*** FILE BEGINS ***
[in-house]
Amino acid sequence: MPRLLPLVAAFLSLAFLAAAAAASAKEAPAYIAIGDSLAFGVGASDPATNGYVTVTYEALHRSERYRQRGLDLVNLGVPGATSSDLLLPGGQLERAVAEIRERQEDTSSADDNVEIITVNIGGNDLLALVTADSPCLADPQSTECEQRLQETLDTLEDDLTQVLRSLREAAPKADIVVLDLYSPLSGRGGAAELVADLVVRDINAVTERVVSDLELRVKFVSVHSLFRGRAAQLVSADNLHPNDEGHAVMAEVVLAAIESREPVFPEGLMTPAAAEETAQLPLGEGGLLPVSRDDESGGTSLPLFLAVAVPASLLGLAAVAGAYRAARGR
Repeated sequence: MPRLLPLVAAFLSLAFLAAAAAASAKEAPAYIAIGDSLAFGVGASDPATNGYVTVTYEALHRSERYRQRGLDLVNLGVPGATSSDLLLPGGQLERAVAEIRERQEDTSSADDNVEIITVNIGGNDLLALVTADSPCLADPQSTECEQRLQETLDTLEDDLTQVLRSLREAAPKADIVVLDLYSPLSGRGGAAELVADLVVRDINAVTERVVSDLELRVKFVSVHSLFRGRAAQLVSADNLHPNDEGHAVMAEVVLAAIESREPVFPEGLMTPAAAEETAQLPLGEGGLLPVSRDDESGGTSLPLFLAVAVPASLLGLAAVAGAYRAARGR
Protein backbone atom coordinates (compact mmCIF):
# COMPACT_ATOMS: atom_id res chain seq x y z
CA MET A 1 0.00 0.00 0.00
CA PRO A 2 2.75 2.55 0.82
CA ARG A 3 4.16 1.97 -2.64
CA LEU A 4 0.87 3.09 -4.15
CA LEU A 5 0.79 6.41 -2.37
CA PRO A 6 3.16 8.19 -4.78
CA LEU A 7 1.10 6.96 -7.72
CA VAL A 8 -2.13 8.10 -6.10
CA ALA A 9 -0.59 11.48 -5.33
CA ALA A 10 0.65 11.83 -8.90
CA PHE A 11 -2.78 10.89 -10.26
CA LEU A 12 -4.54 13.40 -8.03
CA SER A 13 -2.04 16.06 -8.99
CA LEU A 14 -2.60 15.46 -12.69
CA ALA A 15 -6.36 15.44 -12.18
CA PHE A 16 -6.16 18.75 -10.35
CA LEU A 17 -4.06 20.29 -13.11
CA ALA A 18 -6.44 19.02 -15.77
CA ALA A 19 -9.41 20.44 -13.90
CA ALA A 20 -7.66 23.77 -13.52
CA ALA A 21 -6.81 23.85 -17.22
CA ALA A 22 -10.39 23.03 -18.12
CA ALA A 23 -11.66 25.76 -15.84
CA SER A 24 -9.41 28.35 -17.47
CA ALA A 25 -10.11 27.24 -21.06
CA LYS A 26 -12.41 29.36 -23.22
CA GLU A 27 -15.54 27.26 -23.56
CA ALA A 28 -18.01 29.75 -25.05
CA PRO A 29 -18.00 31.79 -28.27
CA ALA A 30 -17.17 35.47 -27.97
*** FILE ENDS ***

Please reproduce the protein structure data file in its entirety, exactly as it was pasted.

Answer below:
[in-house]
Amino acid sequence: MPRLLPLVAAFLSLAFLAAAAAASAKEAPAYIAIGDSLAFGVGASDPATNGYVTVTYEALHRSERYRQRGLDLVNLGVPGATSSDLLLPGGQLERAVAEIRERQEDTSSADDNVEIITVNIGGNDLLALVTADSPCLADPQSTECEQRLQETLDTLEDDLTQVLRSLREAAPKADIVVLDLYSPLSGRGGAAELVADLVVRDINAVTERVVSDLELRVKFVSVHSLFRGRAAQLVSADNLHPNDEGHAVMAEVVLAAIESREPVFPEGLMTPAAAEETAQLPLGEGGLLPVSRDDESGGTSLPLFLAVAVPASLLGLAAVAGAYRAARGR
Repeated sequence: MPRLLPLVAAFLSLAFLAAAAAASAKEAPAYIAIGDSLAFGVGASDPATNGYVTVTYEALHRSERYRQRGLDLVNLGVPGATSSDLLLPGGQLERAVAEIRERQEDTSSADDNVEIITVNIGGNDLLALVTADSPCLADPQSTECEQRLQETLDTLEDDLTQVLRSLREAAPKADIVVLDLYSPLSGRGGAAELVADLVVRDINAVTERVVSDLELRVKFVSVHSLFRGRAAQLVSADNLHPNDEGHAVMAEVVLAAIESREPVFPEGLMTPAAAEETAQLPLGEGGLLPVSRDDESGGTSLPLFLAVAVPASLLGLAAVAGAYRAARGR
Protein backbone atom coordinates (compact mmCIF):
# COMPACT_ATOMS: atom_id res chain seq x y z
CA MET A 1 0.00 0.00 0.00
CA PRO A 2 2.75 2.55 0.82
CA ARG A 3 4.16 1.97 -2.64
CA LEU A 4 0.87 3.09 -4.15
CA LEU A 5 0.79 6.41 -2.37
CA PRO A 6 3.16 8.19 -4.78
CA LEU A 7 1.10 6.96 -7.72
CA VAL A 8 -2.13 8.10 -6.10
CA ALA A 9 -0.59 11.48 -5.33
CA ALA A 10 0.65 11.83 -8.90
CA PHE A 11 -2.78 10.89 -10.26
CA LEU A 12 -4.54 13.40 -8.03
CA SER A 13 -2.04 16.06 -8.99
CA LEU A 14 -2.60 15.46 -12.69
CA ALA A 15 -6.36 15.44 -12.18
CA PHE A 16 -6.16 18.75 -10.35
CA LEU A 17 -4.06 20.29 -13.11
CA ALA A 18 -6.44 19.02 -15.77
CA ALA A 19 -9.41 20.44 -13.90
CA ALA A 20 -7.66 23.77 -13.52
CA ALA A 21 -6.81 23.85 -17.22
CA ALA A 22 -10.39 23.03 -18.12
CA ALA A 23 -11.66 25.76 -15.84
CA SER A 24 -9.41 28.35 -17.47
CA ALA A 25 -10.11 27.24 -21.06
CA LYS A 26 -12.41 29.36 -23.22
CA GLU A 27 -15.54 27.26 -23.56
CA ALA A 28 -18.01 29.75 -25.05
CA PRO A 29 -18.00 31.79 -28.27
CA ALA A 30 -17.17 35.47 -27.97